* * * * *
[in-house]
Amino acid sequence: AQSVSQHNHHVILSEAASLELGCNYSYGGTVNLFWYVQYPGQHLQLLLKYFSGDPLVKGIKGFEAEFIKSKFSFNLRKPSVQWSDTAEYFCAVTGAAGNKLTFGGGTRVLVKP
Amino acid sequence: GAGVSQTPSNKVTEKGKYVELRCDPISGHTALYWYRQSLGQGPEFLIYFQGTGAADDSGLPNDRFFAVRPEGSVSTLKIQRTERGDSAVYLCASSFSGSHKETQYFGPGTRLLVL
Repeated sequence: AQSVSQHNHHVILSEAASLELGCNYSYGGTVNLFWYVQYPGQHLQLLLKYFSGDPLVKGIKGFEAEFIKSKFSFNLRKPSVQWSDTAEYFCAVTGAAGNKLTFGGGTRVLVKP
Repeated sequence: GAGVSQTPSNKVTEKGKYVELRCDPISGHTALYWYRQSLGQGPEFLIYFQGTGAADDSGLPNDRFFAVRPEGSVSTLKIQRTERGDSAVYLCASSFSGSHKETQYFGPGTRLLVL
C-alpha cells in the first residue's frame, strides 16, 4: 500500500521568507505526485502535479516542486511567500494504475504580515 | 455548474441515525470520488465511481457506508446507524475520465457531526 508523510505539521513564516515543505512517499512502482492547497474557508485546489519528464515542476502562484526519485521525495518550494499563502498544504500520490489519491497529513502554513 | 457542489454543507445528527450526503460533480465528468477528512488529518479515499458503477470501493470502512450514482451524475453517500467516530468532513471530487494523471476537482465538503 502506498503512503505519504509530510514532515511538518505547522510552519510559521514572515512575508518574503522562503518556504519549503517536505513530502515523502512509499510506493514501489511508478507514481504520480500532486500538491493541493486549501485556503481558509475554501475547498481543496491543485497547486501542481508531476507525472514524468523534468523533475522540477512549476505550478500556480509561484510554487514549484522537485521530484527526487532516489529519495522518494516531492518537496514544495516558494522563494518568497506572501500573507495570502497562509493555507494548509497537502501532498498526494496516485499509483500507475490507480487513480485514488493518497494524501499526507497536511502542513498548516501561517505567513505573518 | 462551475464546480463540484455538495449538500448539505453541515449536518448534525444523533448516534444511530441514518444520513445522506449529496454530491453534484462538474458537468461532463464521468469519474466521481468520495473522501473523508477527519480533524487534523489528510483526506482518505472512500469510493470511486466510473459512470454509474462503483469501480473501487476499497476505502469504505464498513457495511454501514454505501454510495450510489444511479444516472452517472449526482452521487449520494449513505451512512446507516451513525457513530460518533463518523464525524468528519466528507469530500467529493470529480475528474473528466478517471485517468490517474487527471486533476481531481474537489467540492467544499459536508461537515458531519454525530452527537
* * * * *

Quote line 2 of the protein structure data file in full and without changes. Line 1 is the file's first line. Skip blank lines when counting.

Amino acid sequence: AQSVSQHNHHVILSEAASLELGCNYSYGGTVNLFWYVQYPGQHLQLLLKYFSGDPLVKGIKGFEAEFIKSKFSFNLRKPSVQWSDTAEYFCAVTGAAGNKLTFGGGTRVLVKP